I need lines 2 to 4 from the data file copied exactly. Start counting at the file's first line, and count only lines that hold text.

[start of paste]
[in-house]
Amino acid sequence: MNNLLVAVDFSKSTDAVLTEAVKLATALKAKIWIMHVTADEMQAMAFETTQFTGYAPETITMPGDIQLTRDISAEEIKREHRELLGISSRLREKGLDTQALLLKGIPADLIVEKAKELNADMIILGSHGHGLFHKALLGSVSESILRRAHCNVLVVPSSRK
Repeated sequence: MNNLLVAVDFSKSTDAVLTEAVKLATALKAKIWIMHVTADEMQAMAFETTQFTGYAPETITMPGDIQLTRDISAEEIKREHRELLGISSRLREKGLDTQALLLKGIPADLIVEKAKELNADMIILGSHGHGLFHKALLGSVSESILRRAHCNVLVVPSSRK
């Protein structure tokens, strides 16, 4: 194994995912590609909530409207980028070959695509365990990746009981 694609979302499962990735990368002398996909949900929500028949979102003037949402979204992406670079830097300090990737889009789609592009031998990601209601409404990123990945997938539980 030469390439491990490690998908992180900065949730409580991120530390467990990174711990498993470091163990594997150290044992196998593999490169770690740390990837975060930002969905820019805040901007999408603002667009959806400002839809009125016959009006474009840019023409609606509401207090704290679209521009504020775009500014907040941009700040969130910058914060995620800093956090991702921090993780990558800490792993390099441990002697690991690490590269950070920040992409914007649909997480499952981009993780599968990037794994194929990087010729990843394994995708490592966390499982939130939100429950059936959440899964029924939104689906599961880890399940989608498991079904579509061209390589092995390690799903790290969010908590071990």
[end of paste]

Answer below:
Amino acid sequence: MNNLLVAVDFSKSTDAVLTEAVKLATALKAKIWIMHVTADEMQAMAFETTQFTGYAPETITMPGDIQLTRDISAEEIKREHRELLGISSRLREKGLDTQALLLKGIPADLIVEKAKELNADMIILGSHGHGLFHKALLGSVSESILRRAHCNVLVVPSSRK
Repeated sequence: MNNLLVAVDFSKSTDAVLTEAVKLATALKAKIWIMHVTADEMQAMAFETTQFTGYAPETITMPGDIQLTRDISAEEIKREHRELLGISSRLREKGLDTQALLLKGIPADLIVEKAKELNADMIILGSHGHGLFHKALLGSVSESILRRAHCNVLVVPSSRK
């Protein structure tokens, strides 16, 4: 194994995912590609909530409207980028070959695509365990990746009981 694609979302499962990735990368002398996909949900929500028949979102003037949402979204992406670079830097300090990737889009789609592009031998990601209601409404990123990945997938539980 030469390439491990490690998908992180900065949730409580991120530390467990990174711990498993470091163990594997150290044992196998593999490169770690740390990837975060930002969905820019805040901007999408603002667009959806400002839809009125016959009006474009840019023409609606509401207090704290679209521009504020775009500014907040941009700040969130910058914060995620800093956090991702921090993780990558800490792993390099441990002697690991690490590269950070920040992409914007649909997480499952981009993780599968990037794994194929990087010729990843394994995708490592966390499982939130939100429950059936959440899964029924939104689906599961880890399940989608498991079904579509061209390589092995390690799903790290969010908590071990």